There are a number of myths that have emerged about the flood, such as that several people died from trying to drink the beer as it washed down the streets. As it happens, a person did die from drinking too much beer on the day of the beer flood — but he was in a pub a long way away, in Melksham. Maybe that is the source of the myth?
Another myth is that that the crush of onlookers to see one of those who died lead to more deaths as the floor of the room collapsed under their weight, but there’s no contemporary report of that having happened.
In fact, the aftermath of the disaster seems to have been dealt with professionally, with labourers working to clear up the mess and others fund raising to rehouse the homeless, who were mostly Irish immigrants.
The brewery was eventually taken to court over the accident, but the disaster was ruled to be an Act of God by the judge and jury, leaving no one responsible, although the brewer was fined £20,000 for negligence.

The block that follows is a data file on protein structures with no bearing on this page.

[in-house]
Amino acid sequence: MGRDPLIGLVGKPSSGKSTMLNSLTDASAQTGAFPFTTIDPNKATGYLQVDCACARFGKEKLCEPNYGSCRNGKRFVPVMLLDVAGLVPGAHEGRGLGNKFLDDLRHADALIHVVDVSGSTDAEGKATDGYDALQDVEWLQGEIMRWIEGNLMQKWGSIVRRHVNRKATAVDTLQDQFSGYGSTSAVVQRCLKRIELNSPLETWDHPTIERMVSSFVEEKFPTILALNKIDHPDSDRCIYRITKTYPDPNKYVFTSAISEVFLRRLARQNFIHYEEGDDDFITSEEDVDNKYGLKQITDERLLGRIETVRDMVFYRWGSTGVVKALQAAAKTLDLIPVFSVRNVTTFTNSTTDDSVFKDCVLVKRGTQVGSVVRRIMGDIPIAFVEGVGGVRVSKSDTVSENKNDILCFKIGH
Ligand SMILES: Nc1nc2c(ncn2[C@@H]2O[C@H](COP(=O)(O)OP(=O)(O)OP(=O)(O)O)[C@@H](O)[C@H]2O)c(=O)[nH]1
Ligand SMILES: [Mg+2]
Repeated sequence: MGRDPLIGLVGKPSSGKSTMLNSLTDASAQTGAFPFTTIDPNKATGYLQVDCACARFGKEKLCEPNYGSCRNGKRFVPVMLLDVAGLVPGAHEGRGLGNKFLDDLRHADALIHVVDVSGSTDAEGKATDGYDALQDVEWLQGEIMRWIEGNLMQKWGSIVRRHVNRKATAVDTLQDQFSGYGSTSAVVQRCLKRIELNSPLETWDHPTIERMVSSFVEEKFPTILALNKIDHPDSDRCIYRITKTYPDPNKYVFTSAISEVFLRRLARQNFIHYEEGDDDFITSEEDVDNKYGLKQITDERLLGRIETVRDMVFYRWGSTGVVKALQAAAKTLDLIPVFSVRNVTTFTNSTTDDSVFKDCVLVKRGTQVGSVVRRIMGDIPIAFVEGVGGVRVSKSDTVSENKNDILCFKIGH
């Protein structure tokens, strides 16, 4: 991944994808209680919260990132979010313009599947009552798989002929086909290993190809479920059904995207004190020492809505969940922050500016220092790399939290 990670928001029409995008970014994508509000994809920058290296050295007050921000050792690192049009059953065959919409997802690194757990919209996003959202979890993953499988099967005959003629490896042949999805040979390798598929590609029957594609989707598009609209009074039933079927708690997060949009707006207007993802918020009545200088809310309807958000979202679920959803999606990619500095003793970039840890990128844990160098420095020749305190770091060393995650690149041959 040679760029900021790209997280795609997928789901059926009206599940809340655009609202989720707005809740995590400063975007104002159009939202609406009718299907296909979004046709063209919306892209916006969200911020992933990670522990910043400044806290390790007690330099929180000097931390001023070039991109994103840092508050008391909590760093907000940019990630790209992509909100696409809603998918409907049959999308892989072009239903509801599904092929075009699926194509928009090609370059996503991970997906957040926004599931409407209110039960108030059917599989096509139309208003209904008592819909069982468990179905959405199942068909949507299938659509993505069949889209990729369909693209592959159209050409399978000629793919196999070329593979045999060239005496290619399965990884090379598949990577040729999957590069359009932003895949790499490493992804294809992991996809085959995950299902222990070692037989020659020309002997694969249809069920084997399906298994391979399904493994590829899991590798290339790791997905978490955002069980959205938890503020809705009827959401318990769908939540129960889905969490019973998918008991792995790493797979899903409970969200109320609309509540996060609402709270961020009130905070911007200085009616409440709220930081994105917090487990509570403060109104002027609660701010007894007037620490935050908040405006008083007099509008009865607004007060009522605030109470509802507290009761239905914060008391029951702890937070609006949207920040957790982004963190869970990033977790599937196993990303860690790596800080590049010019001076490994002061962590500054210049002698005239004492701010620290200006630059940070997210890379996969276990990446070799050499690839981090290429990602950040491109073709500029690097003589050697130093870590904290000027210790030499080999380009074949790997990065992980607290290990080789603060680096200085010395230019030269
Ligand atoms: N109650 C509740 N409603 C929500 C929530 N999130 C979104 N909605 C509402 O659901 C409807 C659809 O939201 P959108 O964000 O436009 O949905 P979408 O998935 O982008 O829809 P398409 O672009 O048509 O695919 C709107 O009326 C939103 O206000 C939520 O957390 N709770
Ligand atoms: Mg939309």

They were able to recover some of the fine though, as an act of Parliament offset the taxable duty they had paid on the lost beer, saving them some £7,250, and sparing them near certain bankruptcy.
The brewery was demolished in 1922, and in 1927, the Dominion Theatre built on part of the site. It’s still there.
It is a possible irony that the disaster took place in St Giles, which was also immortalized by Hogarth in his 1751 print lauding the pint — Beer Street.
Tomorrow (Saturday), the Holborn Whippet will hold a commemoration, with three specially brewed London Porters on tap.
1] Reynold’s Miscellany, 15th June 1850, page 326
2] The Times, 19th Oct 1814, page 3
3] The Gentleman’s Magazine, Oct 1814, page 389
4] The Times, 20th Oct 1814, page 3
5] The Lancaster Gazette, 29th Oct 1914, issue 698
5] The Morning Post, 19th Oct 1814, issue 13649
6] The Hull Packet, 18th Oct, 1814, issue 1460